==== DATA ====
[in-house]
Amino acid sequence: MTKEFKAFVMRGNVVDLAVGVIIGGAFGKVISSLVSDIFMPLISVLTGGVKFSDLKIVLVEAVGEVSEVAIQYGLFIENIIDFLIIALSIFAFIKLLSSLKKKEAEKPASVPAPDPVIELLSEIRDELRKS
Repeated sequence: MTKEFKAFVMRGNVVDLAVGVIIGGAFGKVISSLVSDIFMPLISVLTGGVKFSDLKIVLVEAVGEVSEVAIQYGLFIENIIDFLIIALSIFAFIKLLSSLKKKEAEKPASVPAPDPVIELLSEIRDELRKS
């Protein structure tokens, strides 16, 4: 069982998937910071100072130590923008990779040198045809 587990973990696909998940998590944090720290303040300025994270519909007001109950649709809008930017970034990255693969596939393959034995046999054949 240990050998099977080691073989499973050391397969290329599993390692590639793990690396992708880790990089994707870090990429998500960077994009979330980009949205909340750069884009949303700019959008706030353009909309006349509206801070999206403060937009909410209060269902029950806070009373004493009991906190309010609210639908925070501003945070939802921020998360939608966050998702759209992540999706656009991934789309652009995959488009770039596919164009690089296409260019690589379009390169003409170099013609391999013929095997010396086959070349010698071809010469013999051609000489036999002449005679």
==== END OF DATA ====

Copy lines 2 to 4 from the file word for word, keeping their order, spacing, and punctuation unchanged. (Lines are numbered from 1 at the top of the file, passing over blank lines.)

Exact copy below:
Amino acid sequence: MTKEFKAFVMRGNVVDLAVGVIIGGAFGKVISSLVSDIFMPLISVLTGGVKFSDLKIVLVEAVGEVSEVAIQYGLFIENIIDFLIIALSIFAFIKLLSSLKKKEAEKPASVPAPDPVIELLSEIRDELRKS
Repeated sequence: MTKEFKAFVMRGNVVDLAVGVIIGGAFGKVISSLVSDIFMPLISVLTGGVKFSDLKIVLVEAVGEVSEVAIQYGLFIENIIDFLIIALSIFAFIKLLSSLKKKEAEKPASVPAPDPVIELLSEIRDELRKS
């Protein structure tokens, strides 16, 4: 069982998937910071100072130590923008990779040198045809 587990973990696909998940998590944090720290303040300025994270519909007001109950649709809008930017970034990255693969596939393959034995046999054949 240990050998099977080691073989499973050391397969290329599993390692590639793990690396992708880790990089994707870090990429998500960077994009979330980009949205909340750069884009949303700019959008706030353009909309006349509206801070999206403060937009909410209060269902029950806070009373004493009991906190309010609210639908925070501003945070939802921020998360939608966050998702759209992540999706656009991934789309652009995959488009770039596919164009690089296409260019690589379009390169003409170099013609391999013929095997010396086959070349010698071809010469013999051609000489036999002449005679």